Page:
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Picturing a World

Jérémy Soheylian

It’s always a thrill to encounter a picture that opens into a world you are reading about or imagining. This morning, when I checked Charley Parker’s blog, Lines and Colors, I was rewarded with glimpses of French landscapes and architectural details by artist Jérémy Soheylian which helped me visualize the setting for a current story of mine. Read More 

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Illustrators' earnings in 1910

Blog post tip: A list of earnings of the 25 top illustrators of 1910 (along with short bios and several examples of work) is posted at Money in the Face of the Modern Girl. Although only three were women, it’s interesting that their earnings placed them in the median. Read More 
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Bel Salvage

When I read Philip Pullman’s new novel, La Belle Sauvage last fall, I noted with a little puzzlement that he has the hero, Malcolm, explain the name of his canoe by saying that an uncle owns a pub called La Belle Sauvage downriver.  Read More 
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Lost murals found

Blog tip: Cecil Osbourne’s Lost Murals Rediscovered at Spitalfields Life tells the story of how murals depicting life in London neighborhoods wound up being rescued. Images of the full murals (which can be enlarged) are posted. To me, it  Read More 
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Walk on the Wyld side

On my living room wall, I have a framed poster of the 1879 John Singer Sargent painting that inspired me to send Jeanette and Edward to the Luxembourg Garden. Earlier this week , a friend who worked in the movie business for years came over. When I explained what the poster meant to me, she said, “I knew that designers for historical movies went to museums to study how things looked, but I’d never thought about fiction writers doing the same thing.”

Then this morning I came across this painting of Saint Mark’s Square by William Wyld at Charley Parker’s Lines and Colors. Parker writes: Read More 

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Female comic book illustrators

Website alert: Golly, a whole new dimension for Mattie Palmer’s world of publishing (and suffagism): Women Who Conquered the Comics World. Via Two Nerdy History Girls.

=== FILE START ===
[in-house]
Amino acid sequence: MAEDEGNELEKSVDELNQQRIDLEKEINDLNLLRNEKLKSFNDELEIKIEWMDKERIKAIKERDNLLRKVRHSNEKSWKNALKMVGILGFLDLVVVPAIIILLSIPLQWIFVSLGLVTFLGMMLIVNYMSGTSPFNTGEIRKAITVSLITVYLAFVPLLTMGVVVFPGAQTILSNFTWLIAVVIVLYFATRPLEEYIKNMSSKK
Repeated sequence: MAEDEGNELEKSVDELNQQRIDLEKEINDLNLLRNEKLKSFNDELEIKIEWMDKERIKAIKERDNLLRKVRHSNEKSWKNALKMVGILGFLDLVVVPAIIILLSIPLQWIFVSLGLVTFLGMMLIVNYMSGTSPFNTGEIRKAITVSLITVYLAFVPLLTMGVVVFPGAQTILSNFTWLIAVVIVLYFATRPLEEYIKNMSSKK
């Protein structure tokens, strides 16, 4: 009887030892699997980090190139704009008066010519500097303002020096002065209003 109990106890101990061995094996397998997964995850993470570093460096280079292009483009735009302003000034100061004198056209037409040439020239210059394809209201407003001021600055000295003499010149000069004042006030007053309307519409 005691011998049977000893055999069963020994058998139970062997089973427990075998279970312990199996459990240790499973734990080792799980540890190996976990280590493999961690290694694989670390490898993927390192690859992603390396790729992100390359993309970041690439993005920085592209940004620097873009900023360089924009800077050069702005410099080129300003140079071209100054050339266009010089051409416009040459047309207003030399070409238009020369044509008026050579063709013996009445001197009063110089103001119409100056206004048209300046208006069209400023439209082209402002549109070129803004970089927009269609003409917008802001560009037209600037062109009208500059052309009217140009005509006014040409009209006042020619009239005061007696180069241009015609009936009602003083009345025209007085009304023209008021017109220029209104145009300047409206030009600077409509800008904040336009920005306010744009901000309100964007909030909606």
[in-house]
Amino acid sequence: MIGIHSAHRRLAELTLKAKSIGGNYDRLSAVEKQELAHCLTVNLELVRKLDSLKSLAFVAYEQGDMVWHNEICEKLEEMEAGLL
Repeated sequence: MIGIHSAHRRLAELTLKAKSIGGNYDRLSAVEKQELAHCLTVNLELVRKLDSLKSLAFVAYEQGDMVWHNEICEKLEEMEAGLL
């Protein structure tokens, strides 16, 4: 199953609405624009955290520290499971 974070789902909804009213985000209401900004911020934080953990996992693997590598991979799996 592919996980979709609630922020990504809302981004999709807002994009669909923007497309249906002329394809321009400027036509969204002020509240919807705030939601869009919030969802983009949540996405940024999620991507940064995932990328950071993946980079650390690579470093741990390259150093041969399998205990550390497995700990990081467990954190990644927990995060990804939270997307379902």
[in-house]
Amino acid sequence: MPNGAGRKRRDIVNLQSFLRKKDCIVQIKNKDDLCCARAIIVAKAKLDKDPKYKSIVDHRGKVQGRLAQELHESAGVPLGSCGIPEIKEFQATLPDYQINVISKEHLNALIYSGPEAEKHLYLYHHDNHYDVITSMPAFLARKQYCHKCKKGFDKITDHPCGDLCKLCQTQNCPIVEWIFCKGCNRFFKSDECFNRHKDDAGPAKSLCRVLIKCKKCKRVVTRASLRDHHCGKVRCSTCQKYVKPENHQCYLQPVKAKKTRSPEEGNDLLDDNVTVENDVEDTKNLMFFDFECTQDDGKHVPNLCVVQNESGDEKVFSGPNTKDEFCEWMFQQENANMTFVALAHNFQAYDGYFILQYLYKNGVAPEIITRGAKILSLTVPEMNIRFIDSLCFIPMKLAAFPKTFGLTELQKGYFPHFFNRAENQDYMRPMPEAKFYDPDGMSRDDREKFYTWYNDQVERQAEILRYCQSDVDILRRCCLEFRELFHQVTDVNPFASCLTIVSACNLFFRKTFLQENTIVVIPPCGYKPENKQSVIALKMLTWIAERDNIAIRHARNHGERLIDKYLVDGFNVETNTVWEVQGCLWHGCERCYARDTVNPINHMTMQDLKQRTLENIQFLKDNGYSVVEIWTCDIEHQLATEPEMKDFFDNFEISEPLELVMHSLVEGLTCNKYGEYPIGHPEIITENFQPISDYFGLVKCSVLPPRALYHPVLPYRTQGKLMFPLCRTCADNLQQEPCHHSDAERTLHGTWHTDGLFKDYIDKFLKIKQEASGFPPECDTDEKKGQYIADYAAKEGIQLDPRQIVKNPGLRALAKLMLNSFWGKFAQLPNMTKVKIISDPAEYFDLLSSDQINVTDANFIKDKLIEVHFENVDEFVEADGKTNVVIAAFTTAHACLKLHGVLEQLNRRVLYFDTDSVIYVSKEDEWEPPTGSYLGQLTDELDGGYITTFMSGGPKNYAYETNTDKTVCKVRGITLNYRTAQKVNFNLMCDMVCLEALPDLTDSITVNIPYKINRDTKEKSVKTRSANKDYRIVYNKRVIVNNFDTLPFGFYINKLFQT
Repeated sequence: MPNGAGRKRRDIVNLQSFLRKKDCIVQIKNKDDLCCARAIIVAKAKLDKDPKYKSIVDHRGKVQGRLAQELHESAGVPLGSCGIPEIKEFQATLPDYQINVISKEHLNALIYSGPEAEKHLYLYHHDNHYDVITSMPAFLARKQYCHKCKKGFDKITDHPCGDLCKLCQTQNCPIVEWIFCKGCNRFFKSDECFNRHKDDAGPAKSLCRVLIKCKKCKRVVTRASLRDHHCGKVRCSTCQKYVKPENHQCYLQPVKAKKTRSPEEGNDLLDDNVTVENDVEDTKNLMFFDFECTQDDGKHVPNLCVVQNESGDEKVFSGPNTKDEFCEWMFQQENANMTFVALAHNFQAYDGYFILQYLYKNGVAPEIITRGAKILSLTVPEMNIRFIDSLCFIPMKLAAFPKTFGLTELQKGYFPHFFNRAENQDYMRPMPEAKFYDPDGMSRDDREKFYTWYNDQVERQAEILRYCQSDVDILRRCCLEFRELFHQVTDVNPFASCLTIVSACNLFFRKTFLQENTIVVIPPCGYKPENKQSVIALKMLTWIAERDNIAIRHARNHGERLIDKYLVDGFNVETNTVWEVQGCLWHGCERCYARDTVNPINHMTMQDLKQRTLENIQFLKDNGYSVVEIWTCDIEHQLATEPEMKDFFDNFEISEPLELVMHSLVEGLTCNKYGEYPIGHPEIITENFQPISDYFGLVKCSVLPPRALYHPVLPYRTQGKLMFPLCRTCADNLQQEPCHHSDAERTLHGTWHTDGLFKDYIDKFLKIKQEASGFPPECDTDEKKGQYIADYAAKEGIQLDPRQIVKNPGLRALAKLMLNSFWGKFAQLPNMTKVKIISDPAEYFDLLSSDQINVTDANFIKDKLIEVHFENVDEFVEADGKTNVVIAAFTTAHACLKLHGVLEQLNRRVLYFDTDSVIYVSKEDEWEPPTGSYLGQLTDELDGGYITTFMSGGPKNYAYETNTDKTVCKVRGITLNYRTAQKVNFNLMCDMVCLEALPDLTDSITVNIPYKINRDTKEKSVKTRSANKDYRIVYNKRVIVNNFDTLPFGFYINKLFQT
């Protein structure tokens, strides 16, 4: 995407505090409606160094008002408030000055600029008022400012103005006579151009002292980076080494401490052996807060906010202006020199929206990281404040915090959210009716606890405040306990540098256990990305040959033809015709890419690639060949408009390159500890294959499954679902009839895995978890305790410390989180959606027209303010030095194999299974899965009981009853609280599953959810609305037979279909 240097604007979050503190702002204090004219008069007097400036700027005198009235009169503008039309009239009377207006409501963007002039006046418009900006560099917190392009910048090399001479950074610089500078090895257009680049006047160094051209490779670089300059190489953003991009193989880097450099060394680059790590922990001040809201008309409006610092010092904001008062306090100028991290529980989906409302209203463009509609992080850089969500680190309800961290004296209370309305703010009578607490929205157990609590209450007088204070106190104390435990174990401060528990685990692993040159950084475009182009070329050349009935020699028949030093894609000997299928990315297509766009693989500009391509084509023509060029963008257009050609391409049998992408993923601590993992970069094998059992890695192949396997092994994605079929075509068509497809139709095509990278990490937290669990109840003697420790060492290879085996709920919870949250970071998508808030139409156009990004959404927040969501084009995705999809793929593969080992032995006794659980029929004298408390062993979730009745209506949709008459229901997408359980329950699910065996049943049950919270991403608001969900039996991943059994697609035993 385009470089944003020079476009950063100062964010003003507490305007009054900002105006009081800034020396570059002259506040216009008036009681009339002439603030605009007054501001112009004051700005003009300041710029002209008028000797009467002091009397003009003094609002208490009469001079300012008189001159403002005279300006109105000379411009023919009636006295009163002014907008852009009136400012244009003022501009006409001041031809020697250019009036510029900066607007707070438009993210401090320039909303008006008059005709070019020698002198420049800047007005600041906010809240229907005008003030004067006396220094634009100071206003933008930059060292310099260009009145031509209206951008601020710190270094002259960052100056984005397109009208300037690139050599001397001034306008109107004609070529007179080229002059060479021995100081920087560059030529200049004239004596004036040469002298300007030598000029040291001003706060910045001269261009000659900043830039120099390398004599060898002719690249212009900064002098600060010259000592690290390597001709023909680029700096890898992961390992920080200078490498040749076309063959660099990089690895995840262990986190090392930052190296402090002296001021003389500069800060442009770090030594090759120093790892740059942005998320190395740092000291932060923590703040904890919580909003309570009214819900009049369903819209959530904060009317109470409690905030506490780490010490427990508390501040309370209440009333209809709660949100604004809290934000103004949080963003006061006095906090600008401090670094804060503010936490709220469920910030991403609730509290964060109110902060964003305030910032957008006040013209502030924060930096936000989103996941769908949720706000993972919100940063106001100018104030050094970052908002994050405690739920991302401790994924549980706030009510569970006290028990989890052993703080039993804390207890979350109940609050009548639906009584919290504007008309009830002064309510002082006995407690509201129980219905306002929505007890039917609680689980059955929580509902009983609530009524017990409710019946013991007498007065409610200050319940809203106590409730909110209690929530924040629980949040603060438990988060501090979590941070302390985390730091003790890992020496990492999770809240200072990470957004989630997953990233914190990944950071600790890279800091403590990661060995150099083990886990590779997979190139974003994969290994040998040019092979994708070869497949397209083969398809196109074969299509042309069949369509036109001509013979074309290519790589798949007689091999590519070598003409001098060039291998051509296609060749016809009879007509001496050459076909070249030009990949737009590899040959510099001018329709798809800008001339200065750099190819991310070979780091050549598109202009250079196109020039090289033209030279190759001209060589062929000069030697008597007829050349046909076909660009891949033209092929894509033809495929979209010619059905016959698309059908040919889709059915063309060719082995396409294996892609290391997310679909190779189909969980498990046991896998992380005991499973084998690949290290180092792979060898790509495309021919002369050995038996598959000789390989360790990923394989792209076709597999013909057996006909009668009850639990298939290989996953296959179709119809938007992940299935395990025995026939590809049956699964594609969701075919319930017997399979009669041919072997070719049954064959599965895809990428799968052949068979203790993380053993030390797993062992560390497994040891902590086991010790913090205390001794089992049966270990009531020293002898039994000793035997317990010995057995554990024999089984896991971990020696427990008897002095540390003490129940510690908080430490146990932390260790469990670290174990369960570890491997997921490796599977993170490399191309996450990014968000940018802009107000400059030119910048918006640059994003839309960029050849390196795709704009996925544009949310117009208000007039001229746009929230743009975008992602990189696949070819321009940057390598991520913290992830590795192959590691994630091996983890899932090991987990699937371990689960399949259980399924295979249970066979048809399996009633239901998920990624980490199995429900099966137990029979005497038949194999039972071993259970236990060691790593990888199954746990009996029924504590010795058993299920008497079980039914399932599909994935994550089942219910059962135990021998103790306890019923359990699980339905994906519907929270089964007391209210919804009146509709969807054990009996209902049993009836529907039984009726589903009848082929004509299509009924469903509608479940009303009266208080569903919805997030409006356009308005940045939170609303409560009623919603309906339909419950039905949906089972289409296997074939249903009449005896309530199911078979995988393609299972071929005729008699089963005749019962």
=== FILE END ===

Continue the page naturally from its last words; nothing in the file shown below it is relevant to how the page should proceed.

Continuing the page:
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Art and action

Cover art by Kathleen Jennings
A blog post on her cover art by one of my favorite illustrators working today, Kathleen Jennings, piqued my interest in the new fantasy novel, Arcanos Unraveled by Jonna Gjevre. I admire good cover art and dust jackets; I'm interested in textiles and love fantasy; it's great to be introduced to a new author, and this one grew up on a sheep farm! Of course I bought a copy. One thing we can do as artists in a time of trouble is support each others’ creativity.

Kathleen Jennings does so in praising a different artist who has illustrated her upcoming Heart of Owl Abbas.

That artist is Audrey Bejaminsen. She’s new to me. I find her fantastical work strange and accomplished and am grateful to have been led to it

Finally, Jonna Gjevre has other suggestions for making a difference in the world we face today. Also for her thoughts on publishing the novel this winter, click here.

Update: Funny, fast, one twisty yarn! Now that I've read it, I can report that Gjevre does indeed knit up the plot with oodles of textile lore. The characters are vivid. Some are archetypal, like the crone who owns a wool shop; others wackily original, like the kindly paranoid father who raises his hedge witch child in an abandoned missile silo. Not deeply resonant in a mythic way, but great fun—and no one who calls the University of Wisconsin alma mater should miss it. Read More 
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Nappy New Year

I was planning to skip a post today. Then I saw this The Saturday Evening Post cover at Lines and Colors. And THEN I mistyped Nappy for Happy and decided, yup, it has to stay. Here's to chuckles as well as tears in 2018! Read More 
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Witches’ interiors

Blog post alert: I’ve just finished my annual rereading of Greer Gilman’s Moonwise. The interior of Malycorne’s cot in all its iterations in the novel is pure enchantment, my favorite witch’s hut in literature. But isn’t this one dandy? It makes me want to invent  Read More 
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People and animals

Blog alert: The post for October 20, 2017, Animalness, at Terri Windling’s Myth and Moor took my breath away for the wisdom it quotes and its images by Virginia Frances Sterrett. If you love Golden Age illustration or have been pondering where we fit in the animal world, check it out.

For the full on-line edition of Old French Fairy Tales with Sterrett's illustrations, click hereRead More 
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